“…Technology is helping us do more, it should also help us do less if, it can…” a great sentiment and a point very well made. Helping people to achieve more with less effort – that’s the point of what we do isn’t it?! There’s a lesson in everything.
The Forty Story. The story of a boy born on the day Pentagram opened and how his life has been tracked (and kerned) by forty years of Pentagram design.
Wonderfully written by Naresh Ramchandani and Tom Edmonds, it’s a great little film to watch. It’s got the drama of the ups and downs, the struggle, the passion, the drive, the fight against adversity and also the success – all in 03:28 of little flipping cards.
Ultimately it really is a tale of great modern graphic design. Happy 40th Pentagram.
Sometimes, as creatives, it’s all to easy to forget what it is that we actually do.
Maybe you’re on a deadline to come up with the most stunning ad visual out there, maybe you’re trying to come up with the perfect identity that will transform the perception of that dull old client, or maybe you’re coding some CSS3 that will energise the web pages of the latest mobile offering from your dream client, don’t get too carried away with your own genius to forget what it is that you’re really doing…
…Telling a story.
Because in every ad, in every logo and in every mobile friendly, HTML5/CSS3 fuelled, parallax scrolling web page there’s a story. Even if you’re writing a couple of lines for a Google ad you’re writing a micro story that aims to grab the attention and emotions of its audience. Emotions that will drive an action. And and action that will get a result.
If you don’t know how to tell a good story, then I’d suggest you learn. And why not learn from one of the best – Ken Burns. After all you’ll never stop listening to stories and, as a creative, you’ll never stop telling them – in whatever medium you work, so you’d best be as skilled in the art as you are in your chosen profession.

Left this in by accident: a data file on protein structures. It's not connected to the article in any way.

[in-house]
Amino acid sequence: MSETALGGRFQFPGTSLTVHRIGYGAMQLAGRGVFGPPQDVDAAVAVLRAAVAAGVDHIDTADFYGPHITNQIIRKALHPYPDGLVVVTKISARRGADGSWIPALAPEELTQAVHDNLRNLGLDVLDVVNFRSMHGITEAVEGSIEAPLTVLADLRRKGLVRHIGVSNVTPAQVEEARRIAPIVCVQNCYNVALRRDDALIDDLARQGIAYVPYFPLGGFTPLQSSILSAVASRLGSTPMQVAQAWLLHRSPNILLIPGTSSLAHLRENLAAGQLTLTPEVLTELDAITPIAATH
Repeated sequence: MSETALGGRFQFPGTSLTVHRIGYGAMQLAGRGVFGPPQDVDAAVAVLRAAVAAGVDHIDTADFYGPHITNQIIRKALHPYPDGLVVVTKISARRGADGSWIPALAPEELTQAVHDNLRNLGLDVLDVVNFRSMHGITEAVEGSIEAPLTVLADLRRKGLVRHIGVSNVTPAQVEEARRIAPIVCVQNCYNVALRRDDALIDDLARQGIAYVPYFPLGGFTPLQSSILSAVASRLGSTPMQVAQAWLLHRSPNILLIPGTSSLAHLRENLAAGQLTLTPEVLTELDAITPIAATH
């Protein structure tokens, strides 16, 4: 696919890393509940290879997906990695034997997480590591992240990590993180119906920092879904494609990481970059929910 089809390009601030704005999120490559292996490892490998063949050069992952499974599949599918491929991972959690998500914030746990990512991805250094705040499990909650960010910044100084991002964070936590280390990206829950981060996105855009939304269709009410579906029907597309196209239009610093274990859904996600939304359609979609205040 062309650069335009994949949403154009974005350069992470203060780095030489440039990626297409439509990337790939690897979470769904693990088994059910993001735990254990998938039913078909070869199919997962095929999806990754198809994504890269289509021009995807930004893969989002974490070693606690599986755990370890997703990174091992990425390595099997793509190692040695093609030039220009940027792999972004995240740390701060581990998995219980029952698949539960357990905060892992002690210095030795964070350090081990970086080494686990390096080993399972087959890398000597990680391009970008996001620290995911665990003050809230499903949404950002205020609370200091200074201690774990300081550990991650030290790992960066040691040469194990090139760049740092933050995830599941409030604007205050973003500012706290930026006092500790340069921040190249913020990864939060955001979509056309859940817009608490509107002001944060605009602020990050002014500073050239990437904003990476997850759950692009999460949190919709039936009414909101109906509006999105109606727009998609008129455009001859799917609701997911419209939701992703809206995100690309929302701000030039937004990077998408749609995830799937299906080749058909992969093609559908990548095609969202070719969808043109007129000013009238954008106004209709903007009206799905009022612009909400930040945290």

So find out how to empower your creative ideas with Ken’s powerful storytelling formula 1+1=3.
For me that means – tell a relevant true story and you’ll sell a truly meaningful experience. That might sound a little manipulative – but isn’t that the point!
I’m not sure if it’s the hours spent watching The Killing, or my current activity of subtitle reading The Bridge, but I just can’t help thinking Scandinavia is just so cool.
If you take out the fact that a lot of Scandinavians seem to get killed (submerged car boots, chopped in half on bridges – that sort of thing), the places seem to be permanently clouded with semi darkness, and their political establishments are constantly preoccupied in political backstabbing, Scandinavia looks really cool – have you looked past the subtitles into their apartments? the interior decor is always amazing.
Even before the last crop of quality Scandinavian crime dramas I’ve been an avid fan of the work of Perfect Fools – no crime in that!
With their latest project, together with Mulu film and photographer Ulf Brantås, they present the third video in a series of portraits where professional tool maker Bahco is capturing extraordinary mechanics around the globe. The piece features Magnus Strömhäll, a dedicated climber both on and off duty, and a living example of a passion turned into a profession.
The short film has the kind of Scandinavian feel to it that I’ve come to expect from the regions creative community, it’s got drama, passion and simple looks stunning – all the requirement a cool brand needs. And all this for a tools manufacturer!
So I guess the point of this post is that if you’re a creative wanting to produce exceptionally cool work, don’t sit back and wait for an exceptionally cool brand, learn form the fools – just do it!
You can remotely control every aspect in real-time on the web. It’s purpose is to demonstrate to those not naturally interested in design that design is everywhere, it affects us all and that anyone can affect design.